ANESTHESIA & SEDATION
Several methods of anesthesia (insensitivity to pain, especially as artificially induced) and sedation (producing a state of calm or sleep) are available. The method that is chosen by a patient depends upon the nature of the surgical procedure and the patient’s level of anxiety.
Our first priority is your safety. If you have any concerns regarding the type of anesthesia or sedation that will be administered during your procedure, please do not hesitate to discuss your concerns with Dr. Doan at the time of your consultation.
Anesthesia & SEDATION Options
MethodTypes of AnesthesiaDescription of TechniqueUsual Indications
Local AnestheticDescription of Technique The patient remains totally conscious throughout the procedure. A local anesthetic (e.g. lidocaine) is administered in the area where the surgery is to be performed. Local anesthetic is used in conjunction with the other methods of anesthesia.Usual Indications Simple oral surgery procedures such as minor soft tissue procedures and simple tooth extractions.
Method Nitrous Oxide Sedation (with Local Anesthetic)Description of Technique A mixture of nitrous oxide (laughing gas) and oxygen is administered through a nasal breathing apparatus. The patient remains conscious in a relaxed condition. Nitrous oxide has a sedative and analgesic (pain- controlling) effect.Usual Indications Simple oral surgery procedures to more involved procedures such as surgical tooth extractions and placement of dental implants.
Oral Sedation (with Local Anesthetic)Method
IV Sedation (with Local Anesthetic)Description of Technique Medications are administered through an intravenous line (I.V.). The patient falls asleep and is completely unaware of the procedure being performed. Medications most commonly used are Versed (benzodiazepine) and Demerol. Supplemental oxygen is delivered through a nasal breathing apparatus and the patient’s vital signs are closely monitored.Usual Indications IV sedation is available for all types of oral surgery. A patient may choose IV conscious sedation for simple procedures depending on their level of anxiety.
Nitrous Oxide (“Laughing Gas”)
Nitrous Oxide is a sweet smelling, non irritating, colorless gas. Nitrous Oxide has been the primary means of sedation in dentistry for many years and is very safe. Patients are able to breathe on their own and remain in control of all bodily functions.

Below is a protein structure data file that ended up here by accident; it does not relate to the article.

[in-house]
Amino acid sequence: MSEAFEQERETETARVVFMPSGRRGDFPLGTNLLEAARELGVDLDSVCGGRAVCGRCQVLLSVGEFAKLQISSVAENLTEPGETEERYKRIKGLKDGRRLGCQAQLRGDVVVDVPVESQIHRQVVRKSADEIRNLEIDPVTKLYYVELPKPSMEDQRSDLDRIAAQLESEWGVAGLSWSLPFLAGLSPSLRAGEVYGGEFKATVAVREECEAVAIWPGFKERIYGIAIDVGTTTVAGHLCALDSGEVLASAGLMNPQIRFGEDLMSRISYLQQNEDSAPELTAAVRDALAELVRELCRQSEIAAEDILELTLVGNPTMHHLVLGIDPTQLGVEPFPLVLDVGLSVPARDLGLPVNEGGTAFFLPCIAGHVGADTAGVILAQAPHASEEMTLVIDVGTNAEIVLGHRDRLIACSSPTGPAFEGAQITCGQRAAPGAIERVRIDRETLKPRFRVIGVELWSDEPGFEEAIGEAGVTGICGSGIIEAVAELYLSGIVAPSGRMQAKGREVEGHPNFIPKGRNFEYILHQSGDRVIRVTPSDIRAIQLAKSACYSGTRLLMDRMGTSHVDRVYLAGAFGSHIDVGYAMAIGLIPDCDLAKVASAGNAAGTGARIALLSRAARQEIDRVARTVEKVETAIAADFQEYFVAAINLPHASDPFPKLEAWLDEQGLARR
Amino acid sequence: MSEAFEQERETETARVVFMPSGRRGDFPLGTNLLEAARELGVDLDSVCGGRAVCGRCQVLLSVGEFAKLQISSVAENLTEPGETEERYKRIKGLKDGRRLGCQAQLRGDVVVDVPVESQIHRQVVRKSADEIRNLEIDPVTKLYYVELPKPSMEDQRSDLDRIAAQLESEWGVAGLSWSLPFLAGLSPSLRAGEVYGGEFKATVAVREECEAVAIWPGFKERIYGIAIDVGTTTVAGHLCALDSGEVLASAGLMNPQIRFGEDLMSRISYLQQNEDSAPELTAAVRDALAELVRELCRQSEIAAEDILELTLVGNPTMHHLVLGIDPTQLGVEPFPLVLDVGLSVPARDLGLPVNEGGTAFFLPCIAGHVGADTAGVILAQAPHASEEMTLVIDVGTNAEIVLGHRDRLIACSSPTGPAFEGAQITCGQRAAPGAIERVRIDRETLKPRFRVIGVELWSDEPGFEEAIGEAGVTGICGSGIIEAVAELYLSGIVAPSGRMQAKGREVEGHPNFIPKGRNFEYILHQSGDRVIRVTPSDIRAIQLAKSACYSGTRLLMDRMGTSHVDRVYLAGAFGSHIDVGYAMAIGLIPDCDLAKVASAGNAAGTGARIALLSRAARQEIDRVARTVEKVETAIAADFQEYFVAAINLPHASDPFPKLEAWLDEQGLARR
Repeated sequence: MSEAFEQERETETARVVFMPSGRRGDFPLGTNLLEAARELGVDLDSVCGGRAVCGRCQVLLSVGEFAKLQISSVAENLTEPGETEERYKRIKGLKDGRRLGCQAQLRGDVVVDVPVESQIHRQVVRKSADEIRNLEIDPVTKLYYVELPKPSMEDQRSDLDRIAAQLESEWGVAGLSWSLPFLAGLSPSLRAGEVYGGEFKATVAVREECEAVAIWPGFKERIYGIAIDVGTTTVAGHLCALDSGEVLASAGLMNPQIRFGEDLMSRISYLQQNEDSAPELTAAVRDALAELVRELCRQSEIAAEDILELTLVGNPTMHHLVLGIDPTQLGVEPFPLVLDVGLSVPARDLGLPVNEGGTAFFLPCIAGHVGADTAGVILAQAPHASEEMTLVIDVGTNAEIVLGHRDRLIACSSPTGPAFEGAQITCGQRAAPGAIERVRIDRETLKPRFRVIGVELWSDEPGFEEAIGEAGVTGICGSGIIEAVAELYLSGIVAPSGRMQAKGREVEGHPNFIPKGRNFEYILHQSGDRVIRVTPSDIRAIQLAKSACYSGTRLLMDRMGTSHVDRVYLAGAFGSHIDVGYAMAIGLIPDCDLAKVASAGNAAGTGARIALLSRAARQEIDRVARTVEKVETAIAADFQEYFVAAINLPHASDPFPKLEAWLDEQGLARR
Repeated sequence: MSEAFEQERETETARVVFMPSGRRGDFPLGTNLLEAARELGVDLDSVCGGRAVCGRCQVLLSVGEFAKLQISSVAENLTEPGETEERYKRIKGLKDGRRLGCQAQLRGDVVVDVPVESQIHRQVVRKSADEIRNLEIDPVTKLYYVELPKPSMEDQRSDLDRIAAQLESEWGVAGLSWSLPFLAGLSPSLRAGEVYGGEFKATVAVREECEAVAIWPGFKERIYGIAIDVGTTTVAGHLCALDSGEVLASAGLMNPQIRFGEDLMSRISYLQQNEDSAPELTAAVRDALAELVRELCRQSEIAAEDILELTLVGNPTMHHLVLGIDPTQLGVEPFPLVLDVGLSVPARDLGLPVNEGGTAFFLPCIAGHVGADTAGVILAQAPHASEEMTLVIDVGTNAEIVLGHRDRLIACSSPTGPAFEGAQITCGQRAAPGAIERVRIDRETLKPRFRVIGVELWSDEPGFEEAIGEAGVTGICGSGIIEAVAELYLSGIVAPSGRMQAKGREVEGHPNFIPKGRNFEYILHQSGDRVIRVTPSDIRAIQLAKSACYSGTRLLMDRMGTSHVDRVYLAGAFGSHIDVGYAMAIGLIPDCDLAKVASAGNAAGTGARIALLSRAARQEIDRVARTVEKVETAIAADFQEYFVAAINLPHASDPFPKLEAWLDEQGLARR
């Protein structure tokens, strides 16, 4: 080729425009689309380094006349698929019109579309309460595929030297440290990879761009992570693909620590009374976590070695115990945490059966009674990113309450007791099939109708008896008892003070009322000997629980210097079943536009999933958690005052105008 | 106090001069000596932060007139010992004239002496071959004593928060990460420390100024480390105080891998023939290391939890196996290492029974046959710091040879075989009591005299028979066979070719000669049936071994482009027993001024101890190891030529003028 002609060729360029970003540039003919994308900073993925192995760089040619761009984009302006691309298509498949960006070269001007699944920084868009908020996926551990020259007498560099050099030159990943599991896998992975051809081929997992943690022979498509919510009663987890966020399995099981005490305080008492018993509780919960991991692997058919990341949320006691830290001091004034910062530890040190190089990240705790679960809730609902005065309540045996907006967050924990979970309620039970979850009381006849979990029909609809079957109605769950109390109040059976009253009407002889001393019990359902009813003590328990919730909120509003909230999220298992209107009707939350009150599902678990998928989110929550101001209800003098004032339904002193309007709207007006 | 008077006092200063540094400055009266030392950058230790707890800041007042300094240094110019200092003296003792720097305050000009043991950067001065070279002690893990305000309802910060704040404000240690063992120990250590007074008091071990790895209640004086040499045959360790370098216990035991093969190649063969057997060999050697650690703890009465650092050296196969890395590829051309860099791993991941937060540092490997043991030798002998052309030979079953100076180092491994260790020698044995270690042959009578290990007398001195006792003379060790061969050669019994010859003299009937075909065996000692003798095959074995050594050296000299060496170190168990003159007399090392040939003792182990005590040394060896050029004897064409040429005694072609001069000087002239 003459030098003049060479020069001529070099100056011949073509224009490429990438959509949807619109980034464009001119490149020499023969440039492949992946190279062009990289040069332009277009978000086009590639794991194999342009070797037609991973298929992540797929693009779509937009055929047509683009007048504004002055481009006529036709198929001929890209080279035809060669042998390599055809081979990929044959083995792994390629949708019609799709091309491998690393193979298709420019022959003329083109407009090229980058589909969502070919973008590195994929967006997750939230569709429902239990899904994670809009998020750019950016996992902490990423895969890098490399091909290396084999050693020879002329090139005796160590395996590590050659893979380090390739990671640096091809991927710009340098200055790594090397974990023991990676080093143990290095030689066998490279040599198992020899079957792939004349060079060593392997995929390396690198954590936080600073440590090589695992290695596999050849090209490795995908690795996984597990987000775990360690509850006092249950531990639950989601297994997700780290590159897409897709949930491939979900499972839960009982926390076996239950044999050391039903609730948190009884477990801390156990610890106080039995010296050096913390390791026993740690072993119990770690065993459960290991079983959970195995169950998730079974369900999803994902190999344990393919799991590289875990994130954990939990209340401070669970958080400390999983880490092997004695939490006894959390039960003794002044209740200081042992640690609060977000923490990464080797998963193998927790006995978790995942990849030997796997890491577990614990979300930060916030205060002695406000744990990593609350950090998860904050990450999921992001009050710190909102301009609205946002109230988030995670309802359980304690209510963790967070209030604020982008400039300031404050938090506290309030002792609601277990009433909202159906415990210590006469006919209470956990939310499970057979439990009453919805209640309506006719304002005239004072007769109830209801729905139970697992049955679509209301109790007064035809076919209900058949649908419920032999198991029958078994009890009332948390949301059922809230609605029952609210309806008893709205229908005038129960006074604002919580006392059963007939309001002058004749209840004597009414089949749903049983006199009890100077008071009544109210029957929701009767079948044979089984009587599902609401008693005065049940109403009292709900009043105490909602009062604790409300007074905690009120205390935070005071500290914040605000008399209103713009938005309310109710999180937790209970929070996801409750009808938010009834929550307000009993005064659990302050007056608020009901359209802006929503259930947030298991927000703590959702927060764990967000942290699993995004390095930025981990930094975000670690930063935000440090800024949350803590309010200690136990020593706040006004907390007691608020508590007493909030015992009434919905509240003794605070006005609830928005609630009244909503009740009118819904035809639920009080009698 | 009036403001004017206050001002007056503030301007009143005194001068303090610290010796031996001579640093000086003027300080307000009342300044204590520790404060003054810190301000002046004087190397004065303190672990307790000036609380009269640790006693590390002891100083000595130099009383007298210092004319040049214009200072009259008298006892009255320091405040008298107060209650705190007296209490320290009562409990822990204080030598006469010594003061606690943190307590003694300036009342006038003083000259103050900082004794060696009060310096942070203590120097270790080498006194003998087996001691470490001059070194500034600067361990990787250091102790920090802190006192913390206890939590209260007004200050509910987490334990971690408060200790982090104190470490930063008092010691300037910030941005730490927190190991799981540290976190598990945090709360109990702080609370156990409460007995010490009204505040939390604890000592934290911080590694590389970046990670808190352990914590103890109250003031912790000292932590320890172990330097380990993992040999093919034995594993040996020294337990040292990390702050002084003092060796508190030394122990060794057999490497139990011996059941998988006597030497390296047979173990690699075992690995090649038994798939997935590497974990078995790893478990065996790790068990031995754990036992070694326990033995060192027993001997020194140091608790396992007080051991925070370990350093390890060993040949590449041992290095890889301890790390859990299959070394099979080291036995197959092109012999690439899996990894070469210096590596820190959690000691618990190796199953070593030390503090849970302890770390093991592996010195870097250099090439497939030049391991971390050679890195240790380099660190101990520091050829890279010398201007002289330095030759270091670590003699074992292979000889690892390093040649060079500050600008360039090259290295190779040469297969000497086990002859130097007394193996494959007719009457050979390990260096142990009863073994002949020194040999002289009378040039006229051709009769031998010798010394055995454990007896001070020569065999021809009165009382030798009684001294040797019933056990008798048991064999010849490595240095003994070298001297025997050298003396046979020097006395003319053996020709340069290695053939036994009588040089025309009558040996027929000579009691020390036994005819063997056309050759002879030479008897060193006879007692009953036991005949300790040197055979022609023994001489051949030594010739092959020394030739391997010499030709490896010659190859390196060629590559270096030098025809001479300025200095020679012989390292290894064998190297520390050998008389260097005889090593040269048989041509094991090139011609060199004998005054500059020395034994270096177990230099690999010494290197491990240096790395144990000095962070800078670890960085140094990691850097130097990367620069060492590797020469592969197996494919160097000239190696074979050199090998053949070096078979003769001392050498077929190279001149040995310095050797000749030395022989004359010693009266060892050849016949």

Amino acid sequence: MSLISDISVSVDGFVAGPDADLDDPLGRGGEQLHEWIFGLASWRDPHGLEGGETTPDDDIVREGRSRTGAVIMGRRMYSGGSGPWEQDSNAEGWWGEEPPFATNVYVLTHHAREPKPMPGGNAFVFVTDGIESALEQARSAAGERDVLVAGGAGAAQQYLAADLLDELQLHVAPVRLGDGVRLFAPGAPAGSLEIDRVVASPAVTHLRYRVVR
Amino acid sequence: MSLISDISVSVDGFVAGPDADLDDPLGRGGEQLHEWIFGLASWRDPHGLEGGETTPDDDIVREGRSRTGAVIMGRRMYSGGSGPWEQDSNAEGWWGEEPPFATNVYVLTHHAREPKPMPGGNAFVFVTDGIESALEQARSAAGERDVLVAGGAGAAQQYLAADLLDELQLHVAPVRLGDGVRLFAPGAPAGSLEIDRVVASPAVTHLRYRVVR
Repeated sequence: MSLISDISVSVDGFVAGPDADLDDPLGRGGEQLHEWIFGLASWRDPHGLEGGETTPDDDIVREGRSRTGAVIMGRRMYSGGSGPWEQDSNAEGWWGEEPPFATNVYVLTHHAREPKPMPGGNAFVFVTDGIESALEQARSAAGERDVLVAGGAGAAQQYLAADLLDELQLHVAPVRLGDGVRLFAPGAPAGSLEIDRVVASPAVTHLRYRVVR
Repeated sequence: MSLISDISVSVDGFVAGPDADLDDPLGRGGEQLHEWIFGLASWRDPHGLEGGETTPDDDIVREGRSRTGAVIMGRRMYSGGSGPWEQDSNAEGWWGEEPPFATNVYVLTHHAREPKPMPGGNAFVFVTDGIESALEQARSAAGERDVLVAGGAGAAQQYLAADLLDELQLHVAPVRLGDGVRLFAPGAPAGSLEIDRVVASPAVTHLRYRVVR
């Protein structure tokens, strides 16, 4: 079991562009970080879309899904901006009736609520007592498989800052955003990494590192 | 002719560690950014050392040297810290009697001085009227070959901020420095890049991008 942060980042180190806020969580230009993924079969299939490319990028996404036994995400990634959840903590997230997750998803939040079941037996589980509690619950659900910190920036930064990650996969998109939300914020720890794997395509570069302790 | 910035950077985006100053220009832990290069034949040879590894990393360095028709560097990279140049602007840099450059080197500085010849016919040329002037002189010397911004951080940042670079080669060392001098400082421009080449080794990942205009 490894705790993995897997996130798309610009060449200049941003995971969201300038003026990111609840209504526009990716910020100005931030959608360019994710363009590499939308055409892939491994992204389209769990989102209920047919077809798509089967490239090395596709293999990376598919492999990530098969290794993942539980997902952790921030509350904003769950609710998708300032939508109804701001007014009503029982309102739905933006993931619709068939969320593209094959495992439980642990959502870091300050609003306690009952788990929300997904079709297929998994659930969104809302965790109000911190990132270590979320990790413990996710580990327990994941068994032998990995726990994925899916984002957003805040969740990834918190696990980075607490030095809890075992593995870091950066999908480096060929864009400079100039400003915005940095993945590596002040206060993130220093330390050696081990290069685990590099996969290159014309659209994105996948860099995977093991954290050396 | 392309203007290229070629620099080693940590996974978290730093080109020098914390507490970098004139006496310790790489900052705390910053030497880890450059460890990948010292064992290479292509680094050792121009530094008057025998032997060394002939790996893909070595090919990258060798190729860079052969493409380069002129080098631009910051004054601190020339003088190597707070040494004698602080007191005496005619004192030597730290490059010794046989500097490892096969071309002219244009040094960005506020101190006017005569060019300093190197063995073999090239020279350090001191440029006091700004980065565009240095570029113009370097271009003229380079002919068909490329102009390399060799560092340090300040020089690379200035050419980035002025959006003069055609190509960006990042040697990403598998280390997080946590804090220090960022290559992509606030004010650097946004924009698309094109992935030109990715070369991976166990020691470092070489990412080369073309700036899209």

If you have had a bad experience with nitrous in the past, especially many years ago, it is worth another try. Becoming lightheaded or dizzy is a sign of overdose and nausea can be caused by the gas being turned on or off too quickly.
- Medical conditions such as COPD, emphysema, MS, a cold or other difficulties breathing.
- Cannot tolerate tubing or object covering your nose.
- It works rapidly and is flushed out of your system by the end of your appointment.
- The depth of sedation can be altered at any time–you can control with the depth and rate of your breathing or the doctor can control by adjusting the flow rate
- There is no after effect such as a “hangover”.
- Inhalation sedation is safe with no side effects on your heart and lungs, etc.
- Lowers blood pressure, especially due to “white coat hypertension”
- Inhalation sedation is very effective in minimizing gagging.
Intravenous Sedation (“Twilight sleep”)
Intravenous Sedation is sometimes referred to as “Twilight Sleep.” IV sedation helps alleviate the anxiety associated with your treatment and typically causes you not to remember the appointment. You will not be completely “knocked out,” but you will be calm and relaxed, drifting in and out of sleep.
If you choose IV sedation, it is administered and monitored by Dr. Doan, therefore eliminating the costly expense of having your treatment carried out in an operating room. Dr. Doan received specialized training at the VA Hospital to be able to provide this service.
A thin needle will be introduced into a vein in your arm or hand. The needle will be attached to an intravenous tube through which medication will be given to help you relax and feel comfortable. At times a patient’s vein may not be maintainable, in these situations the medications will be administered and the needle retrieved – both scenarios will achieve the same desired level of conscious sedation. Once again some patients may be asleep while others will slip in and out of sleep. Some patients with medical conditions and/or on specific drug regimens may only be lightly sedated and may not sleep at all.
The goal of IV sedation is to use as little medication as possible to get the treatment completed. It is very safe, much safer than oral sedation. With IV sedation a constant “drip” is maintained via the intravenous tube. At any time an antidote can be administered to reverse the effects of the medications if necessary.